Additionally, Ahmadinejad included two contested and highly criticized provisions in the Family Support Bill put forth to the parliament by the Judiciary. In and of itself this intrusion in the domain of the Judiciary by the executive branch was unprecedented and received great criticism from women’s rights groups as well as the Judiciary. The two provisions sought to ease restrictions on polygamy and impose a tax on Mehrieh (the sum specified in the marriage contract which is to be paid to women at their demand and which is often the only safeguard women have after they get married, given their limited rights in marriage). Reportedly both measures have since been taken out of the Bill after outcry by women’s rights activists and their march on Parliament. The revised Bill will be taken up for review by the full parliament after the elections.

Despite the fact that Ahmadinejad has been silent on women’s issues in the Presidential race thus far, his Advisor on women’s issues and the Head of the Center for Women and Families, broke her general silence on women’s issues and speaking to the press in a surprising hostile tone, attacked the policies of reformists who had tried to sign onto CEDAW in the previous administration vowing to disclose damaging information in this respect. She went on to further attack the members of the One Million Signatures Campaign and also Shirin Ebadi.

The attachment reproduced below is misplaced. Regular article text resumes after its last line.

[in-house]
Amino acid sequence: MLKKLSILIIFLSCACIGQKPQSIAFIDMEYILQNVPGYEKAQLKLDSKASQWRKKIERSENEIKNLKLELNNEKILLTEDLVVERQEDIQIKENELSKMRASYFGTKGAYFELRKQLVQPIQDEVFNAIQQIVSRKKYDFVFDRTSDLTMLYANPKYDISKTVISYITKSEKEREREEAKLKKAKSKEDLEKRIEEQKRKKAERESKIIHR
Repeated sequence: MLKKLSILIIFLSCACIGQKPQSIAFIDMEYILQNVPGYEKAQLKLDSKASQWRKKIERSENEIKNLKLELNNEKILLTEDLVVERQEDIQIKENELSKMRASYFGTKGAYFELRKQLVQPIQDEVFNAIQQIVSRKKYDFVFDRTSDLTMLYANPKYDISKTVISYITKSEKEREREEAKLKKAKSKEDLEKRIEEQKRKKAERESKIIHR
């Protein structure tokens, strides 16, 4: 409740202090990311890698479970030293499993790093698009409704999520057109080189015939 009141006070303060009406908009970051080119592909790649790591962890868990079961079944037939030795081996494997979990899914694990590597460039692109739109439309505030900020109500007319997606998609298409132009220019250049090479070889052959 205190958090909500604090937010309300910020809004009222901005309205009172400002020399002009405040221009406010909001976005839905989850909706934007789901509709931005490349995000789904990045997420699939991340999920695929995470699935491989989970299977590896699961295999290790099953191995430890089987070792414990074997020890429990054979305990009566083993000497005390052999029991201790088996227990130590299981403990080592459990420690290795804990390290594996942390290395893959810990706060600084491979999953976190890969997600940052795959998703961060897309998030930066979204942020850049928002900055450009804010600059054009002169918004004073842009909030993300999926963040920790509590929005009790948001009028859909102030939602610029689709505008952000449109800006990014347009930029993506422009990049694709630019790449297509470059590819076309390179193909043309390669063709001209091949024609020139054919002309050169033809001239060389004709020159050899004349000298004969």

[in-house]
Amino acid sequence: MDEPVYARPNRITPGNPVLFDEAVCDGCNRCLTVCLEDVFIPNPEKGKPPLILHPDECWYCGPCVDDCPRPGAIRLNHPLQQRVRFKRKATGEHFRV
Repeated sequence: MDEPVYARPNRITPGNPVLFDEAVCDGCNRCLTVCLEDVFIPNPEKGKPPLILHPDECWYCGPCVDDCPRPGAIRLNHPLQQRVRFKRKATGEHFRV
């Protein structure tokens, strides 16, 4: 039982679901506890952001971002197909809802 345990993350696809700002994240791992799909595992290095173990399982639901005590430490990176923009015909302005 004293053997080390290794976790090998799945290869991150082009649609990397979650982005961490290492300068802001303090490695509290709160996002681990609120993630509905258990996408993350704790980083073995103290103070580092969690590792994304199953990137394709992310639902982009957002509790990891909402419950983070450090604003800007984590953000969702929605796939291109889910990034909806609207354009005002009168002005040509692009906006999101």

Significant Trends in this Year’s Elections Pertaining to Women:

Wives on the Campaign Trail: For the first time we are seeing the wives of Candidates on the Campaign trail with their husbands. Most notable is Zahra Rahnavard who Campaigns often hand in hand with her husband, Mirhossein Mousavi but also Fatemeh Karoubi, the wife of Mehdi Karoubi has taken an active role with respect to her husband’s Campaign.

Use of the Internet as a Campaign Tool: Given the restrictions on the press, the Internet has served as a tool in promoting the messages of the Presidential candidates. Mousavi especially has a strong presence on the Iinternet. Facebook, the internet networking site was blocked in late May, but following objections by Presidential candidates and the public it was re-opened. The Internet and especially facebook has served as a tool for sharing information, including much information about the candidate’s positions on women’s rights.